You Look Like Death and Ghostwriter: Two Comics

Two comics this week. One of them, the first issue of a spinoff series, the other, a translation of an award-winning Spanish comic. You Look Like Death: Tales From The Umbrella Academy #1: First off, Chelsy Bloomfield took a closer look at this issue, which you can read right here.

You Look Like Death
Gabriel Bá's cover for You Look Like Death: Tales From The Umbrella Academy #1

Gerard Way and Shaun Simon write You Look Like Death: Tales From The Umbrella Academy #1 a bit too quippy for my tastes, but penciller and colorist I.N.J. Culbard is a neat find. (A quick look around the internet shows he's a British Fantasy Award winner, drew Vertigo's The New Deadwardians, and drew the Berger Books series Everything. Whoops.) In the first couple of pages, his work looks like a smoother Gabriel Bá and helps ease the transition away from Bá as the only Umbrella Academy artist.

In terms of the Umbrella Academy timeline, this story occurs in the early period of Umbrella Academy, while Hargreeves is still alive. Hargreeves kicks Klaus (The Seance) out of the Umbrella Academy house, and the young man must learn to live on his wits, which mostly involves taking odd jobs for copious amounts of drugs. The story isn't essential, but then again, it's not volume four of the main series.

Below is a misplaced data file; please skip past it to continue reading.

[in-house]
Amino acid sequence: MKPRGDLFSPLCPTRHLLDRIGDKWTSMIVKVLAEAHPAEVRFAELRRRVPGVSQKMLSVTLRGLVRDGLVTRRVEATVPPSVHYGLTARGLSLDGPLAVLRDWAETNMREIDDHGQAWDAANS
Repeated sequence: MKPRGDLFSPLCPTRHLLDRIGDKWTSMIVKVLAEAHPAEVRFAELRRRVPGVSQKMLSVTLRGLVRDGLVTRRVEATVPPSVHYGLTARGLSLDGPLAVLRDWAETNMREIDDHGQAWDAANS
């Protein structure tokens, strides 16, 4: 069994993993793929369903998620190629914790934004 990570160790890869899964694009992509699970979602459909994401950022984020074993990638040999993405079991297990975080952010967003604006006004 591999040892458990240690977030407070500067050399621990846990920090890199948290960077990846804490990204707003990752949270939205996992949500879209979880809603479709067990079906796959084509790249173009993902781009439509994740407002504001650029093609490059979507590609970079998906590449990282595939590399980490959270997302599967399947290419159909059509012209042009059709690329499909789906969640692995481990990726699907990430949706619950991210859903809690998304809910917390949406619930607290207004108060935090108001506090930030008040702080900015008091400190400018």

Ghostwriter
Ghostwriter by Rayco Pulido.

Ghostwriter: From Fantagraphics, the 90-ish page hardcover is billed as a darkly comic noir mystery. Spanish author Rayco Pulido wrote and drew the work. While I admire the capable cartooning, I just didn't find the comic tremendously funny. Perhaps it's reader error, but I swung on this one and missed. Ghostwriter is an oversized black and white comic, printed even larger than the Dark Horse printing of Blacksad, which itself was already pretty big.

Ghostwriter is a fine detective story, and I admittedly didn't see the twists coming. Ghostwriter stands up to a second reading, and in that second reading, more tricks of cartooning reveal themselves. Pulido drawing a steamship in crosshatching in the background is a neat effect. Ghostwriter isn't ever less than good, but it's more interesting academically than something I'd read for pleasure.